Discharge eco-printing is a method that has been mostly developed and refined by Irit Dulman. She has some very useful information about this technique on her blog. It is a type of eco-printing where fabric is dyed a solid colour, then leaves are placed on top. When the bundle is cooked, some of the leaf acids and other compounds react with the solid dye and ‘discharge’ it, leaving a leaf print surrounded by colour.
As with other types of eco-printing, most people seem to do discharge printing on wool and silk. But because I prefer using plant-based fibres, I have been experimenting with this technique on cotton. This is my most successful piece so far.
I used logwood dye for the background, which has created a rich earthy purple. And I used 2 varieties of geranium leaves to create the discharge prints.
As you can see in this video, one variety creates far clearer discharge prints than the other. But I am happy with both, because I wasn’t going for an even, uniform appearance with isolated, clear leaf prints. I like the moodiness of this tope, which reminds me of night skies and fireworks and magic.
I am still very new to this technique. But here is what is working best for me so far: First I mordant my fabric with aluminium acetate, then soak it in a warm dye bath until it is the colour I want. I choose a leaf with good discharging potential (Irit Dulman shares many examples of these on her blog). Generally the back of the leaf discharges more, but I like to use both sides and see the different effects. After placing the leaves on the dyed fabric, I fold it up, clamp it between tiles and cook as usual.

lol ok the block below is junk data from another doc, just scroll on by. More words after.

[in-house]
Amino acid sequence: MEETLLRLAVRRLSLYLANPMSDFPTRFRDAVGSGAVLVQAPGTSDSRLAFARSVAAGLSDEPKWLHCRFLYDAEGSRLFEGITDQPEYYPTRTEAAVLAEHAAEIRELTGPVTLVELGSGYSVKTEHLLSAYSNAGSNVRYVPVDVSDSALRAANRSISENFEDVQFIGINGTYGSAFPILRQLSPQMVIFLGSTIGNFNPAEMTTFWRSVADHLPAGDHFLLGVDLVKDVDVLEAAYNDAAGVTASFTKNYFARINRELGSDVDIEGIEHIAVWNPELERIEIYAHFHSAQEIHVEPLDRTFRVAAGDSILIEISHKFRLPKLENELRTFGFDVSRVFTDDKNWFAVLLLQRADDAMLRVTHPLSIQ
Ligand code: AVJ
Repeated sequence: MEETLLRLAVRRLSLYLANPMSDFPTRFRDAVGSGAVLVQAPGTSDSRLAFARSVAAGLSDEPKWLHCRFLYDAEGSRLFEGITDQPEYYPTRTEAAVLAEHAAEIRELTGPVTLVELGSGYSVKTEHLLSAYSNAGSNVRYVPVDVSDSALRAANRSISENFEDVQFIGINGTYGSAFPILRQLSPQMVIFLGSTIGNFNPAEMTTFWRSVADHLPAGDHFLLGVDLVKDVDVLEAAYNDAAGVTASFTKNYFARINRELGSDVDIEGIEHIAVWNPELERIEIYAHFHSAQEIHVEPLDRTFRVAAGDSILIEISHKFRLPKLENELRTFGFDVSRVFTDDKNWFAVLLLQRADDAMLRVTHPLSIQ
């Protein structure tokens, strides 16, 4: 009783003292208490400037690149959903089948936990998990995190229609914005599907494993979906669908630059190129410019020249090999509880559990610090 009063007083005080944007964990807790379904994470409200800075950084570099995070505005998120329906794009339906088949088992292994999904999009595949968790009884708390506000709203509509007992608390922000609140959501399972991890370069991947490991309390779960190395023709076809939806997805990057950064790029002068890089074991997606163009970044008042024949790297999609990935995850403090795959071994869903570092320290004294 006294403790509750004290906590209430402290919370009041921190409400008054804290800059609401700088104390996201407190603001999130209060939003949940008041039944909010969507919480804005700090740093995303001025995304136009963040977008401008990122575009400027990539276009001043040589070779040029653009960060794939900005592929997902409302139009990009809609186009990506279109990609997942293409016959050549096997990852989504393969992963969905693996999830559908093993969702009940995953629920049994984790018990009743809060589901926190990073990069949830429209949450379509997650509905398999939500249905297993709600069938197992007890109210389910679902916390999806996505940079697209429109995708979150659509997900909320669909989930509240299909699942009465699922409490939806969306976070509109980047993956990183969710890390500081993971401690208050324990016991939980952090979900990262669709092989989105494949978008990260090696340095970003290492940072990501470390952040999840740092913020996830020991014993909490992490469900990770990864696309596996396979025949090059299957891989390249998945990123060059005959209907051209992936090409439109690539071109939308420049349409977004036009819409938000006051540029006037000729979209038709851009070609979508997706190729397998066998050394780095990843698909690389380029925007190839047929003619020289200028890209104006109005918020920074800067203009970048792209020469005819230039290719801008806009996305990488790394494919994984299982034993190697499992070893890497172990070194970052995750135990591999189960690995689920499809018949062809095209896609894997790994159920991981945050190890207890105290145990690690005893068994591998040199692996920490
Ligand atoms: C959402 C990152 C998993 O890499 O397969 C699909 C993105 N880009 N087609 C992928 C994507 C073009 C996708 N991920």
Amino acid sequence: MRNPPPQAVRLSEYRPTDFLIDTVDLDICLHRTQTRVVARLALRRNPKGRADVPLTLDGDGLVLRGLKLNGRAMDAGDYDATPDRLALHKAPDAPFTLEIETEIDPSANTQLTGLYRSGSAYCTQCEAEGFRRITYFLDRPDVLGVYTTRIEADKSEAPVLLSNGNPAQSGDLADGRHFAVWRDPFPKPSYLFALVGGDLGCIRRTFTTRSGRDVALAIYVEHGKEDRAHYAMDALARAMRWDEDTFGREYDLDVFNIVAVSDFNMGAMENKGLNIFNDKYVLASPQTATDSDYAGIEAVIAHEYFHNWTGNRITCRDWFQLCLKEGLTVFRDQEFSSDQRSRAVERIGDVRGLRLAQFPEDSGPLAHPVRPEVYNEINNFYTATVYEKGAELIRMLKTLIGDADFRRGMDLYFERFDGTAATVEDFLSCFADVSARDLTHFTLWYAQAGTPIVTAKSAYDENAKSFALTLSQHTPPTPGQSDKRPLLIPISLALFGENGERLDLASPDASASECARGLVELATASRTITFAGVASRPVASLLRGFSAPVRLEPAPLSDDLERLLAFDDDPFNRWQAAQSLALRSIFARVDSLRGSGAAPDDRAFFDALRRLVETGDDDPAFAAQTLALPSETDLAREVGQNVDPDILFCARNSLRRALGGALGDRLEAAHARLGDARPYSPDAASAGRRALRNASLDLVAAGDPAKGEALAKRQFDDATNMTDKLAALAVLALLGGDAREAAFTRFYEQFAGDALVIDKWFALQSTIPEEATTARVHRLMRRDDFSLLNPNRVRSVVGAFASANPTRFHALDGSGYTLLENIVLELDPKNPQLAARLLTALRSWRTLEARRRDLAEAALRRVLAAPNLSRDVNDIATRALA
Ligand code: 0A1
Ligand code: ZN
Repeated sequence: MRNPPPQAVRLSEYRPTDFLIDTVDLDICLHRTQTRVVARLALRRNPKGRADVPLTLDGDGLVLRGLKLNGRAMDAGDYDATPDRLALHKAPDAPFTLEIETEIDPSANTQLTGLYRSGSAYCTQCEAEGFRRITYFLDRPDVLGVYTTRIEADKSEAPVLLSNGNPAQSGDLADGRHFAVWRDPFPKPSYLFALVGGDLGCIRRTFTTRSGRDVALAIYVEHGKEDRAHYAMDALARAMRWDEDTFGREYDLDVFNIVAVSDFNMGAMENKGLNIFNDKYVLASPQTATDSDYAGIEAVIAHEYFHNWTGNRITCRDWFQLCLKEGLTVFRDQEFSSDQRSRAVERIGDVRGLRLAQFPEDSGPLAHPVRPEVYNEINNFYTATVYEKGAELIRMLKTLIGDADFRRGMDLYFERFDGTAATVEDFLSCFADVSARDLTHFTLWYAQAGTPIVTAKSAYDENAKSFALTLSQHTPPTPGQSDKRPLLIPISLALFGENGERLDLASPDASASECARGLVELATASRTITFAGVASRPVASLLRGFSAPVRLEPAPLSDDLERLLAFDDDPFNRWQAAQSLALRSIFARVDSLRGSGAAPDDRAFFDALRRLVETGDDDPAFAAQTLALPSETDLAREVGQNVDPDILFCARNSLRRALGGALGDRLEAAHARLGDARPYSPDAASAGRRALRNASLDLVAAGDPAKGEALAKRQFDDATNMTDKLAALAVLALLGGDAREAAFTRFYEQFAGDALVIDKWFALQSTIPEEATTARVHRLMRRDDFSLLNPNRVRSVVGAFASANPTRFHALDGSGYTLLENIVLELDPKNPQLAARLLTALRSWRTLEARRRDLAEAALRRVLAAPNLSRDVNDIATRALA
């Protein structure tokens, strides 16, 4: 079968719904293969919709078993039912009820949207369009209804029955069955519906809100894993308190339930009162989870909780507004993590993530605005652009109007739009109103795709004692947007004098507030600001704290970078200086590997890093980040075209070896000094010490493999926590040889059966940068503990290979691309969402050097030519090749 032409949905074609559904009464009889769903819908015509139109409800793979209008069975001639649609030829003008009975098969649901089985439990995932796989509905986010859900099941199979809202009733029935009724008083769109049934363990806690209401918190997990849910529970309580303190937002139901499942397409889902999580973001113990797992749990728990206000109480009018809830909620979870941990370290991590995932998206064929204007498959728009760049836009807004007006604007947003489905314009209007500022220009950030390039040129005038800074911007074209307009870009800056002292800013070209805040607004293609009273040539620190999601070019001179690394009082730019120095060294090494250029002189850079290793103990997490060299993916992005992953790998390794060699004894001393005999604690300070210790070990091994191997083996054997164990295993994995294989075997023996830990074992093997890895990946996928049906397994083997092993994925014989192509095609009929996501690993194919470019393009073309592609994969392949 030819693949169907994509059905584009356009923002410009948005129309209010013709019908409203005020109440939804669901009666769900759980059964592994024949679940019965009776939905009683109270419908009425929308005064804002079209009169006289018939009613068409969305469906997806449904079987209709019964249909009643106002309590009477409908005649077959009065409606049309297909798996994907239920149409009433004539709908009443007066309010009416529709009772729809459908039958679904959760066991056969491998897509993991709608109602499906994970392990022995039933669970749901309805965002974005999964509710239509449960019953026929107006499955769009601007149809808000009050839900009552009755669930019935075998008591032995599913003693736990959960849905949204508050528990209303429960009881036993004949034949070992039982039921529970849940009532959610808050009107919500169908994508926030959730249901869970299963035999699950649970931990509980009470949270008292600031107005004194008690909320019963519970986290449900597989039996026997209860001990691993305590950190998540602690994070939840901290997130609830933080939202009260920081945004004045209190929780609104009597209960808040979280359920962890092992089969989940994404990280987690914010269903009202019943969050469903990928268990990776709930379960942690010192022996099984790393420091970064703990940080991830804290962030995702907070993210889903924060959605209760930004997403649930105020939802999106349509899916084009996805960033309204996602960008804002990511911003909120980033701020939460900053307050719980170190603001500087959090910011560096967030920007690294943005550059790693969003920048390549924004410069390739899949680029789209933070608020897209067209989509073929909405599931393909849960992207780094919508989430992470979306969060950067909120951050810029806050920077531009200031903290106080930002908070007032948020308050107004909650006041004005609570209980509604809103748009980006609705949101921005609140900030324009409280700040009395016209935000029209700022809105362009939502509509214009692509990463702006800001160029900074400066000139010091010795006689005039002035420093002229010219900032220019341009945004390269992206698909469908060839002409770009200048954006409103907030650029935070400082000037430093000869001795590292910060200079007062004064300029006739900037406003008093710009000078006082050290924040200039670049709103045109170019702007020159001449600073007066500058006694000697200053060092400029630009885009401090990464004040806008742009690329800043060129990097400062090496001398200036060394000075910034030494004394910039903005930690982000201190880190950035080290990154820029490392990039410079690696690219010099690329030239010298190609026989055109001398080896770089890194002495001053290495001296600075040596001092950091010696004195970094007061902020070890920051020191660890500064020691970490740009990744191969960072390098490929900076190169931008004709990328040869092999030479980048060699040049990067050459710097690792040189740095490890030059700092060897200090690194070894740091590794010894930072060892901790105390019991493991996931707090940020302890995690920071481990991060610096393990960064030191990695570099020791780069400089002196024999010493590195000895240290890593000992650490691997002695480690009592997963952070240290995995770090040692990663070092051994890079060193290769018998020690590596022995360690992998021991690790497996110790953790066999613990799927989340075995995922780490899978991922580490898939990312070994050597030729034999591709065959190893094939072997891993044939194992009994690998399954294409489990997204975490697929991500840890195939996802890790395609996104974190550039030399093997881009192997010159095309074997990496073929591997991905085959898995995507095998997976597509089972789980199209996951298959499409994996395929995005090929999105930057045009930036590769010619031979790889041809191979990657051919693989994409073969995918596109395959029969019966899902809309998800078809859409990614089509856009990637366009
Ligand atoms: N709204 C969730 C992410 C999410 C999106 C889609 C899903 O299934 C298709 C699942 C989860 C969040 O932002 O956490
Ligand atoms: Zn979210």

2 thoughts on “Discharge eco-printing on cotton with logwood and geranium”
I’ve always been told that the mordant for plant based fibers is alum acetate, that alum alone is inadequate. Have you had good results with alum?
That’s just sloppy writing, thanks for catching it Rebecca. I used aluminium acetate for this top. It is my go to for mordanting plant based fibres because it can be used without tannins.